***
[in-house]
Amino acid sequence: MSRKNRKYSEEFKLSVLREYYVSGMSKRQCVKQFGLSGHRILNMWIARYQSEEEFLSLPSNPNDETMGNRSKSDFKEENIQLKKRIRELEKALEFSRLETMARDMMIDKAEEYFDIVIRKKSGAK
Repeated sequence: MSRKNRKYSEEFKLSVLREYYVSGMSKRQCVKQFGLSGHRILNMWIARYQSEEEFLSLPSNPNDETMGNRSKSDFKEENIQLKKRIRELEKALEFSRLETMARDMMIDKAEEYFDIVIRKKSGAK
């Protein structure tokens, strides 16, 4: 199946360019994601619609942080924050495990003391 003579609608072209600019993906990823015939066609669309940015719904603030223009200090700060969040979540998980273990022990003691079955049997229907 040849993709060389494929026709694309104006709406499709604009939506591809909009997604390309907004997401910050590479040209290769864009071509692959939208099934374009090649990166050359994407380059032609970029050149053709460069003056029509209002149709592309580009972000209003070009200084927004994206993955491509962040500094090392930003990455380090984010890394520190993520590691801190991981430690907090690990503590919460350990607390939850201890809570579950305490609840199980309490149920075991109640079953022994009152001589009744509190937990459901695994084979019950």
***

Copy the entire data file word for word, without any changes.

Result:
[in-house]
Amino acid sequence: MSRKNRKYSEEFKLSVLREYYVSGMSKRQCVKQFGLSGHRILNMWIARYQSEEEFLSLPSNPNDETMGNRSKSDFKEENIQLKKRIRELEKALEFSRLETMARDMMIDKAEEYFDIVIRKKSGAK
Repeated sequence: MSRKNRKYSEEFKLSVLREYYVSGMSKRQCVKQFGLSGHRILNMWIARYQSEEEFLSLPSNPNDETMGNRSKSDFKEENIQLKKRIRELEKALEFSRLETMARDMMIDKAEEYFDIVIRKKSGAK
């Protein structure tokens, strides 16, 4: 199946360019994601619609942080924050495990003391 003579609608072209600019993906990823015939066609669309940015719904603030223009200090700060969040979540998980273990022990003691079955049997229907 040849993709060389494929026709694309104006709406499709604009939506591809909009997604390309907004997401910050590479040209290769864009071509692959939208099934374009090649990166050359994407380059032609970029050149053709460069003056029509209002149709592309580009972000209003070009200084927004994206993955491509962040500094090392930003990455380090984010890394520190993520590691801190991981430690907090690990503590919460350990607390939850201890809570579950305490609840199980309490149920075991109640079953022994009152001589009744509190937990459901695994084979019950």